By Jess Leather
You hear about misguided baby names all the time. Le-a and Female are pretty popular in the ‘friend of a friend’ urban legends - but I think I’m the first one to have my name.
I tend to go by Ava, day to day. It’s not the name on my birth certificate, though. My mother’s not the brightest, bless her. On the day I was born she was flicking idly through a newspaper, trying to get inspired for this creature she now had to raise. She wanted something pretty, something feminine, but strong.
I was to be her opposite. Having spent her life a plain, ordinary Jane - not even Jayne-with-a-y - I needed to be interesting from birth. Mum always wanted to be called Claudia, herself, or Madison, or Felicity, something a bit unusual for working-class England.
She didn’t even bother to read the context around what became my name. She just loved it from the start.
I suppose it’s helped with her general aims, you know, in making me a good person. Because I don’t want to live up to my name, I have to do the opposite.
We never had much money, but I got a scholarship to a good school. All the other girls had expensive haircuts, designer clothes, holidays abroad... but I never let myself feel envy. Even though there was enough food in the canteen to give everyone square meals for the rest of their lives, I never let myself have dessert - I couldn’t give in to the greed.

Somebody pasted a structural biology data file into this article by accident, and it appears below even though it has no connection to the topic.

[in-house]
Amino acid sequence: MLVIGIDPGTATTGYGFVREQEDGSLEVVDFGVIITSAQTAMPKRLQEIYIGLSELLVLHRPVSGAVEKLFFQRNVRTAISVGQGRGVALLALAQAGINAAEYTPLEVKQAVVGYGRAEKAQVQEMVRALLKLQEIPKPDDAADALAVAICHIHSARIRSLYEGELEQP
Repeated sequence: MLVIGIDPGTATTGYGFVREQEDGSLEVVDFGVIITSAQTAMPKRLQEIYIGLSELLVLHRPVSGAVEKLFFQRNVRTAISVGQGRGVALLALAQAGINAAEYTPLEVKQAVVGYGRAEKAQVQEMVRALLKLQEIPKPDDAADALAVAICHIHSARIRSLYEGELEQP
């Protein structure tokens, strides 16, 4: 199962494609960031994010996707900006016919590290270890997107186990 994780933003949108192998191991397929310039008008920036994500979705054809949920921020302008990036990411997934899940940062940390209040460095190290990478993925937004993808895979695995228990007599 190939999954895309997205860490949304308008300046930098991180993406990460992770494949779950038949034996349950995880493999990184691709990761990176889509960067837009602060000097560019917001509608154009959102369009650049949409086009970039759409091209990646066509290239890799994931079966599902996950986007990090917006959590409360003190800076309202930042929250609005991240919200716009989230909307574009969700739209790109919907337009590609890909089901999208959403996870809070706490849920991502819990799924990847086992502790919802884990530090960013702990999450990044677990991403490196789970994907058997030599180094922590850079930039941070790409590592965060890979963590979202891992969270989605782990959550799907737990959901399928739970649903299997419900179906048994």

I work in a coffee shop in a shopping centre, and there’s always at least a crate full of paninis left at the end of the night. So I haul them into a bin bag, sit them next to me on the bus, and hand them out to as many homeless people as I can find.
I live in a tiny flat, as bare as I can possibly keep it. I don’t own a television, and I get most of my clothes from charity shops. My walls are white - I try to tell myself this is because it’s calming, but really, the paint was cheaper. I like to give as high a percentage of my wages to charity as I possibly can.
Material things just don’t interest me: I’ve spent so many years training myself not to care.
Maybe things would have been different if my mother had seen a different word in the newspaper that day. Chastity, perhaps. Or Epiphany. Even Sterling. Any of these words that my mother still probably wouldn’t understand would have been fine, perhaps then I wouldn’t have spent my entire life trying to keep away from the darkness.
Because my name would lead to darkness, you see. If I was to do what my name suggests, I would be an awful person: in spirit and soul. I would spend my life staring at the ground, I would be that obsessed with earthly things.
My name is Avarice, you see, and I can’t run that risk.Tweet